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The Peking Man


Who is the Peking Man? | What did they Find? | Important Dates | Pictures | Fun Facts
Who is the Peking Man?

"Peking Man" is the name used for the bones of an extinct hominids discovered near Beijing, China in 1927 inside Zhoukoudian (pronounced Chou-k'ou-tien) Cave. A skull was identified from a single tooth as belonging to the species Homo erectus by David Black, an anthropolgist during the same year it was found. After the skull was found, other bones were excated from the site which was studied and searched over and over again for many years and still is to this day under extensive research. The fossils found have been determined to be as old as 130,000 years old, which would make the humans to be from the Middle Pleistocene era. From the fossilized skull, we now know that humans from that era possessed a much smaller brain (The skull's cranial capacity is 1,075 cubic cm while the average capacity of a modern man is 1,350 cubic cm). The teeth and arm bones are indistinguishable from the bones of modern man. In 1941, the fossils were still under study and were kept at Peking Union Medical College. However, when the Japanese were invading China, there was an attempt to smuggle all of the fossils to the United States for safe and unrestricted study. During the mission, the bones disappeared and have not been rediscovered. Today we only have the plaster casts for those fossils and those found during a 1958 excavation.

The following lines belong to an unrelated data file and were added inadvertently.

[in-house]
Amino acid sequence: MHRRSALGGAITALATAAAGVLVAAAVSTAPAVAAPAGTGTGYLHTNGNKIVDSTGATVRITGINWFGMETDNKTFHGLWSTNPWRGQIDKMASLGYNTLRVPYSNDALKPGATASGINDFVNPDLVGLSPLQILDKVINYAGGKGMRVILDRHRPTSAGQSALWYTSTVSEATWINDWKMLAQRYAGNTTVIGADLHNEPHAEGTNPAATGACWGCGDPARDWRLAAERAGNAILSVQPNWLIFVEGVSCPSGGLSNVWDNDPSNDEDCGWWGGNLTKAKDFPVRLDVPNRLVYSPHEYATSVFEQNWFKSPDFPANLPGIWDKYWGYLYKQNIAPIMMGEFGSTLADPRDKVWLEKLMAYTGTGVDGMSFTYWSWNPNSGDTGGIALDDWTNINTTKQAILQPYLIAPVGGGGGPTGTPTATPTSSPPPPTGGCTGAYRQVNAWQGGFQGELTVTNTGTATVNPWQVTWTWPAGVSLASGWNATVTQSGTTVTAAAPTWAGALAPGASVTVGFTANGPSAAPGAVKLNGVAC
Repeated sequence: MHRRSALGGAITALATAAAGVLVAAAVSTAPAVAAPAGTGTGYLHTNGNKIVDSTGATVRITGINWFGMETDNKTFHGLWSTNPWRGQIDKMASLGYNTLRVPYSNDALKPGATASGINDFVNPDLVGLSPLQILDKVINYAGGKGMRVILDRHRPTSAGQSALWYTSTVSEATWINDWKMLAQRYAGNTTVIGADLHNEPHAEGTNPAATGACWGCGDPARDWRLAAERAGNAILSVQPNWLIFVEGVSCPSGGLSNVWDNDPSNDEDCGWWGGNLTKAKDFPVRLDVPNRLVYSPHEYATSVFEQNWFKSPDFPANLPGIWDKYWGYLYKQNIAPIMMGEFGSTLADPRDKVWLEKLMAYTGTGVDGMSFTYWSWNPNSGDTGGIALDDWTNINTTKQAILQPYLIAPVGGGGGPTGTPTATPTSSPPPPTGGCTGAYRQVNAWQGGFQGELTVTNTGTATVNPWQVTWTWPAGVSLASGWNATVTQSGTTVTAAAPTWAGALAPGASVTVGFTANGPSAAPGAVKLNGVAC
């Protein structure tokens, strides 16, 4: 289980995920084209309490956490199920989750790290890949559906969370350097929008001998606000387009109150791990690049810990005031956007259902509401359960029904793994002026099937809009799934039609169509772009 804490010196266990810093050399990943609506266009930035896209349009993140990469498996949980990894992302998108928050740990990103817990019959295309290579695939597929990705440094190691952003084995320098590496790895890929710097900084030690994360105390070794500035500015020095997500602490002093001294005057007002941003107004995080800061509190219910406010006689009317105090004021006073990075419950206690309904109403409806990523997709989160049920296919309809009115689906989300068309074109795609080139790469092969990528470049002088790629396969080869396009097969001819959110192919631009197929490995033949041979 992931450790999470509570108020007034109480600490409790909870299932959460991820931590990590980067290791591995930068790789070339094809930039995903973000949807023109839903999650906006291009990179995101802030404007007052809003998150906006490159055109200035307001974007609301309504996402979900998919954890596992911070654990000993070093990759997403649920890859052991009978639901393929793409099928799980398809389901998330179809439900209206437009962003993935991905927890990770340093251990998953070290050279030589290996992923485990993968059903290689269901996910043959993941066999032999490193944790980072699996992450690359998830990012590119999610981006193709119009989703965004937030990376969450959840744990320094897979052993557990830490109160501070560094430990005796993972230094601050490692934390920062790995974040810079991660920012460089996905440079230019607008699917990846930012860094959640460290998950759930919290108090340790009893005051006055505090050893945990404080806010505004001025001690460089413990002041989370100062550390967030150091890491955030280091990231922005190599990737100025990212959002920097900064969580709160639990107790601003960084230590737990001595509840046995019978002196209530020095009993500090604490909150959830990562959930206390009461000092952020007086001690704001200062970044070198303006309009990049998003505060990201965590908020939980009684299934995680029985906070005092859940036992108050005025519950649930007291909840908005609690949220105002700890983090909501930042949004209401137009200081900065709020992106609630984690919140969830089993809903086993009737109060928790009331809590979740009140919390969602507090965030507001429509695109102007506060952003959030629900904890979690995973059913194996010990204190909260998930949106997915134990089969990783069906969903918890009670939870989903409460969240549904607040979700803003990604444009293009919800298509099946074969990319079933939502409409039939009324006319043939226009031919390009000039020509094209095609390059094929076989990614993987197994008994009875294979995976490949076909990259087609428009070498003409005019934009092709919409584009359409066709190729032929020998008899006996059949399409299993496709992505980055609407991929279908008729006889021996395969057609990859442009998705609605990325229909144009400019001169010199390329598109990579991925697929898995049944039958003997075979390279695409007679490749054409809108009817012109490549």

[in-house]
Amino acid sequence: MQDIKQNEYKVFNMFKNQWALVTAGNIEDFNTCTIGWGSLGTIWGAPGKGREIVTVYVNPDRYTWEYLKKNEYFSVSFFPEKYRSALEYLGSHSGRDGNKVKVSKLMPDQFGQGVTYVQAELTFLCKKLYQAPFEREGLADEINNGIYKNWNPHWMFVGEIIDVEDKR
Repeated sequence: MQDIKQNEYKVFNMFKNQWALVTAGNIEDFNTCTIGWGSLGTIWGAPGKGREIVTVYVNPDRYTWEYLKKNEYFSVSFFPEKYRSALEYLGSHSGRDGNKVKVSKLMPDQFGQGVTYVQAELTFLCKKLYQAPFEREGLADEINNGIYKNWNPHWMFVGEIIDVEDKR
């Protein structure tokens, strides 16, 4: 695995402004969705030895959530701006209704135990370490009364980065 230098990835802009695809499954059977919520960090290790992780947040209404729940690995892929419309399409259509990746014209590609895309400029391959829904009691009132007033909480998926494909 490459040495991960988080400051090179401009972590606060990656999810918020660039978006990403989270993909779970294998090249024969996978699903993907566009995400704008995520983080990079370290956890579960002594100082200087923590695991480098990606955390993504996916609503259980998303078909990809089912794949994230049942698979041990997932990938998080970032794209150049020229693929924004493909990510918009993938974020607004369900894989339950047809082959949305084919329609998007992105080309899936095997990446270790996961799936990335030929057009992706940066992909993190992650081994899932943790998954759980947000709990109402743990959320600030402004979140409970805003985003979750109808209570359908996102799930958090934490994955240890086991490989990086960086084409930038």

The skull of Peking Man

This illustration of a complete skull is a reconstruction by Franz Weidenreich based on the bones from at least four different individuals (no fossil was near being this complete).

Report By: George Stamps